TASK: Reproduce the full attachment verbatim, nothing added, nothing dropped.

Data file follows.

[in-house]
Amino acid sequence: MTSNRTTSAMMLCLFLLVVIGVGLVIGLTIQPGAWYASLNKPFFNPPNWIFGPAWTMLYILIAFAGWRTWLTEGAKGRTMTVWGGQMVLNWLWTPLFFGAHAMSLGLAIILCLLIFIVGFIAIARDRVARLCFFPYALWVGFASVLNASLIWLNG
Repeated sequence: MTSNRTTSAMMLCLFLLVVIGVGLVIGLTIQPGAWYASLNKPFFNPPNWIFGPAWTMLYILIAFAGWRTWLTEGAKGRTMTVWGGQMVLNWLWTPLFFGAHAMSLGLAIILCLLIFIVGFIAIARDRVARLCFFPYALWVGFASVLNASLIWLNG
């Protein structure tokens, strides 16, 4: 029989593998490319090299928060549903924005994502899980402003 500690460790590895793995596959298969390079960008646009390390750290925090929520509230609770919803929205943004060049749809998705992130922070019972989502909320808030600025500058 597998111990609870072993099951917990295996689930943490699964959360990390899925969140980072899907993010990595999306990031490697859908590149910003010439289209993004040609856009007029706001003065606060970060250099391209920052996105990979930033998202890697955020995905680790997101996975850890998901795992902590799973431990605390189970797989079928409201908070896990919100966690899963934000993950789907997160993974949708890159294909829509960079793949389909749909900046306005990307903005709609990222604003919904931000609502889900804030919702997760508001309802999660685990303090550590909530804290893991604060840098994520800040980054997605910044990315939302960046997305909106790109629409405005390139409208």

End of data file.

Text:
[in-house]
Amino acid sequence: MTSNRTTSAMMLCLFLLVVIGVGLVIGLTIQPGAWYASLNKPFFNPPNWIFGPAWTMLYILIAFAGWRTWLTEGAKGRTMTVWGGQMVLNWLWTPLFFGAHAMSLGLAIILCLLIFIVGFIAIARDRVARLCFFPYALWVGFASVLNASLIWLNG
Repeated sequence: MTSNRTTSAMMLCLFLLVVIGVGLVIGLTIQPGAWYASLNKPFFNPPNWIFGPAWTMLYILIAFAGWRTWLTEGAKGRTMTVWGGQMVLNWLWTPLFFGAHAMSLGLAIILCLLIFIVGFIAIARDRVARLCFFPYALWVGFASVLNASLIWLNG
């Protein structure tokens, strides 16, 4: 029989593998490319090299928060549903924005994502899980402003 500690460790590895793995596959298969390079960008646009390390750290925090929520509230609770919803929205943004060049749809998705992130922070019972989502909320808030600025500058 597998111990609870072993099951917990295996689930943490699964959360990390899925969140980072899907993010990595999306990031490697859908590149910003010439289209993004040609856009007029706001003065606060970060250099391209920052996105990979930033998202890697955020995905680790997101996975850890998901795992902590799973431990605390189970797989079928409201908070896990919100966690899963934000993950789907997160993974949708890159294909829509960079793949389909749909900046306005990307903005709609990222604003919904931000609502889900804030919702997760508001309802999660685990303090550590909530804290893991604060840098994520800040980054997605910044990315939302960046997305909106790109629409405005390139409208």